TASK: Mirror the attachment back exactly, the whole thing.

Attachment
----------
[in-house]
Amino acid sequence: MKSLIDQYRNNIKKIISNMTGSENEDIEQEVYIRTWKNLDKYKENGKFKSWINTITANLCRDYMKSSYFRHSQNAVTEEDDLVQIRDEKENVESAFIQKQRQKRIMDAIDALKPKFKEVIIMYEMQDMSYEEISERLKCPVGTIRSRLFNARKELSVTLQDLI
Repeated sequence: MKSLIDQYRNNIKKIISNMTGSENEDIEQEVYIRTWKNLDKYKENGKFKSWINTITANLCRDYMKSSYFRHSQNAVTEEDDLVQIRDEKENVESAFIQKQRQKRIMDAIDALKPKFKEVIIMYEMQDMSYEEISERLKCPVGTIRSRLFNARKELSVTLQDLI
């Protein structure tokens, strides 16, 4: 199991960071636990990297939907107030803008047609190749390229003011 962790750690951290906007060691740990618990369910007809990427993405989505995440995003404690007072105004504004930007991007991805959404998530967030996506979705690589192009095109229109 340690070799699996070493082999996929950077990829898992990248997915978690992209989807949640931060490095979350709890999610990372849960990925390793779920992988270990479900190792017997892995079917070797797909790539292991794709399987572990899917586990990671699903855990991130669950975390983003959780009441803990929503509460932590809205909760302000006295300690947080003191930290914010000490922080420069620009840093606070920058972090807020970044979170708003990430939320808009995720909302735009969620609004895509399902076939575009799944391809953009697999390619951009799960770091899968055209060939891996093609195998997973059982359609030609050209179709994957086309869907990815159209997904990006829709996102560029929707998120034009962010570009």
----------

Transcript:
[in-house]
Amino acid sequence: MKSLIDQYRNNIKKIISNMTGSENEDIEQEVYIRTWKNLDKYKENGKFKSWINTITANLCRDYMKSSYFRHSQNAVTEEDDLVQIRDEKENVESAFIQKQRQKRIMDAIDALKPKFKEVIIMYEMQDMSYEEISERLKCPVGTIRSRLFNARKELSVTLQDLI
Repeated sequence: MKSLIDQYRNNIKKIISNMTGSENEDIEQEVYIRTWKNLDKYKENGKFKSWINTITANLCRDYMKSSYFRHSQNAVTEEDDLVQIRDEKENVESAFIQKQRQKRIMDAIDALKPKFKEVIIMYEMQDMSYEEISERLKCPVGTIRSRLFNARKELSVTLQDLI
């Protein structure tokens, strides 16, 4: 199991960071636990990297939907107030803008047609190749390229003011 962790750690951290906007060691740990618990369910007809990427993405989505995440995003404690007072105004504004930007991007991805959404998530967030996506979705690589192009095109229109 340690070799699996070493082999996929950077990829898992990248997915978690992209989807949640931060490095979350709890999610990372849960990925390793779920992988270990479900190792017997892995079917070797797909790539292991794709399987572990899917586990990671699903855990991130669950975390983003959780009441803990929503509460932590809205909760302000006295300690947080003191930290914010000490922080420069620009840093606070920058972090807020970044979170708003990430939320808009995720909302735009969620609004895509399902076939575009799944391809953009697999390619951009799960770091899968055209060939891996093609195998997973059982359609030609050209179709994957086309869907990815159209997904990006829709996102560029929707998120034009962010570009």